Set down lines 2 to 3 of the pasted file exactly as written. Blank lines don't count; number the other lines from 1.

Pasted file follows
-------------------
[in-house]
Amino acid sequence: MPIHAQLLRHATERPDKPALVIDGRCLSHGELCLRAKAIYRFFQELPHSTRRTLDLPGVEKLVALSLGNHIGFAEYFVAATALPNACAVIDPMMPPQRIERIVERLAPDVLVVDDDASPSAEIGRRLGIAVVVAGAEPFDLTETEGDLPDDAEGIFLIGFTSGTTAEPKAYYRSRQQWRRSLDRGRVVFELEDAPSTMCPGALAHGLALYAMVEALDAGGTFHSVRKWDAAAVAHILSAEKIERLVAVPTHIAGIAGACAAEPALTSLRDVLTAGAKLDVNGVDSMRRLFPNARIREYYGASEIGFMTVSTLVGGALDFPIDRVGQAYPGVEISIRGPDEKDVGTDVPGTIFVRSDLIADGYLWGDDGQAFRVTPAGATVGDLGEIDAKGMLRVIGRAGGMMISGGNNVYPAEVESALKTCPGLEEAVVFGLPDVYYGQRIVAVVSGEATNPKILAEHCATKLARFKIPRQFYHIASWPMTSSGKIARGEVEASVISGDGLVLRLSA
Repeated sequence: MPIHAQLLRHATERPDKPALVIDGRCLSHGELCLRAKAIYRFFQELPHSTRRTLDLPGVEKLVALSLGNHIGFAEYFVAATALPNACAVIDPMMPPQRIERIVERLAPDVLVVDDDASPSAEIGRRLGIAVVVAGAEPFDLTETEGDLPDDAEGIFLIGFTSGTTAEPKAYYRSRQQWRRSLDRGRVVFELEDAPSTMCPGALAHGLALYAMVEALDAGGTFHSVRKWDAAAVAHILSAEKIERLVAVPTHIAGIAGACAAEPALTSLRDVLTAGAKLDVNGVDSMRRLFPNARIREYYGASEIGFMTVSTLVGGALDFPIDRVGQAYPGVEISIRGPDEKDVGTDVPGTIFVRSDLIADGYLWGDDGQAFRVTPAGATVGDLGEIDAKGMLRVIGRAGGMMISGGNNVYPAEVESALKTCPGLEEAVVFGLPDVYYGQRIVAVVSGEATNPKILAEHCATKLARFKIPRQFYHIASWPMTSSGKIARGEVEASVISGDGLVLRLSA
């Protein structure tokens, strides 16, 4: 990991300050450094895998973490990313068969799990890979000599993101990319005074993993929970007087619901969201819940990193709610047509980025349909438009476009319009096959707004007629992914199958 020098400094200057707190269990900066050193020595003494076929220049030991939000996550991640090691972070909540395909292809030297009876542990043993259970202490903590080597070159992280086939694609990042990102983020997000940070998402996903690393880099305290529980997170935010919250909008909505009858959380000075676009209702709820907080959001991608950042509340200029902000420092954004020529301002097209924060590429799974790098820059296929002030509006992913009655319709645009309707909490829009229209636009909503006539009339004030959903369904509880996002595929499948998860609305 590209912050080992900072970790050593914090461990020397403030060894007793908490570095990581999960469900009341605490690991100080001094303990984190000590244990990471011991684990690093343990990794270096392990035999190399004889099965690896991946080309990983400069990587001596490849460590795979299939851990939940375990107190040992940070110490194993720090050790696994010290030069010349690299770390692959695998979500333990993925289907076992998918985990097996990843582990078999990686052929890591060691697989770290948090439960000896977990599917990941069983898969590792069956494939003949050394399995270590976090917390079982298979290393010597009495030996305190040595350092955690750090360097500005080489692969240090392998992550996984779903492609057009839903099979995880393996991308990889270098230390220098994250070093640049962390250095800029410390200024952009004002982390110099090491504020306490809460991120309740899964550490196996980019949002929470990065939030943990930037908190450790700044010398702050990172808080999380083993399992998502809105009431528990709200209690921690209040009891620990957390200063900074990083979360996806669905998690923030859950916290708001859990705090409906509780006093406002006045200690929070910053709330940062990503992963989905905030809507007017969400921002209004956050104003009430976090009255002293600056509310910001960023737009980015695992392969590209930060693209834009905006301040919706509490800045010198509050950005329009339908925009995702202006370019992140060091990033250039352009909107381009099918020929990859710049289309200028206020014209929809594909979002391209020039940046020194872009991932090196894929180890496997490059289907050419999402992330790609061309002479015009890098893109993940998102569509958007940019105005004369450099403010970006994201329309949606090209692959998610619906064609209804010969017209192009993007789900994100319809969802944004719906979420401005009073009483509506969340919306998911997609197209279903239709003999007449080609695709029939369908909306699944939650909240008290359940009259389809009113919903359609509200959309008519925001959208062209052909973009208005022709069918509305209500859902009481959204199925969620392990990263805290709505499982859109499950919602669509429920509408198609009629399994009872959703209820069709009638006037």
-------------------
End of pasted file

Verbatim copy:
Amino acid sequence: MPIHAQLLRHATERPDKPALVIDGRCLSHGELCLRAKAIYRFFQELPHSTRRTLDLPGVEKLVALSLGNHIGFAEYFVAATALPNACAVIDPMMPPQRIERIVERLAPDVLVVDDDASPSAEIGRRLGIAVVVAGAEPFDLTETEGDLPDDAEGIFLIGFTSGTTAEPKAYYRSRQQWRRSLDRGRVVFELEDAPSTMCPGALAHGLALYAMVEALDAGGTFHSVRKWDAAAVAHILSAEKIERLVAVPTHIAGIAGACAAEPALTSLRDVLTAGAKLDVNGVDSMRRLFPNARIREYYGASEIGFMTVSTLVGGALDFPIDRVGQAYPGVEISIRGPDEKDVGTDVPGTIFVRSDLIADGYLWGDDGQAFRVTPAGATVGDLGEIDAKGMLRVIGRAGGMMISGGNNVYPAEVESALKTCPGLEEAVVFGLPDVYYGQRIVAVVSGEATNPKILAEHCATKLARFKIPRQFYHIASWPMTSSGKIARGEVEASVISGDGLVLRLSA
Repeated sequence: MPIHAQLLRHATERPDKPALVIDGRCLSHGELCLRAKAIYRFFQELPHSTRRTLDLPGVEKLVALSLGNHIGFAEYFVAATALPNACAVIDPMMPPQRIERIVERLAPDVLVVDDDASPSAEIGRRLGIAVVVAGAEPFDLTETEGDLPDDAEGIFLIGFTSGTTAEPKAYYRSRQQWRRSLDRGRVVFELEDAPSTMCPGALAHGLALYAMVEALDAGGTFHSVRKWDAAAVAHILSAEKIERLVAVPTHIAGIAGACAAEPALTSLRDVLTAGAKLDVNGVDSMRRLFPNARIREYYGASEIGFMTVSTLVGGALDFPIDRVGQAYPGVEISIRGPDEKDVGTDVPGTIFVRSDLIADGYLWGDDGQAFRVTPAGATVGDLGEIDAKGMLRVIGRAGGMMISGGNNVYPAEVESALKTCPGLEEAVVFGLPDVYYGQRIVAVVSGEATNPKILAEHCATKLARFKIPRQFYHIASWPMTSSGKIARGEVEASVISGDGLVLRLSA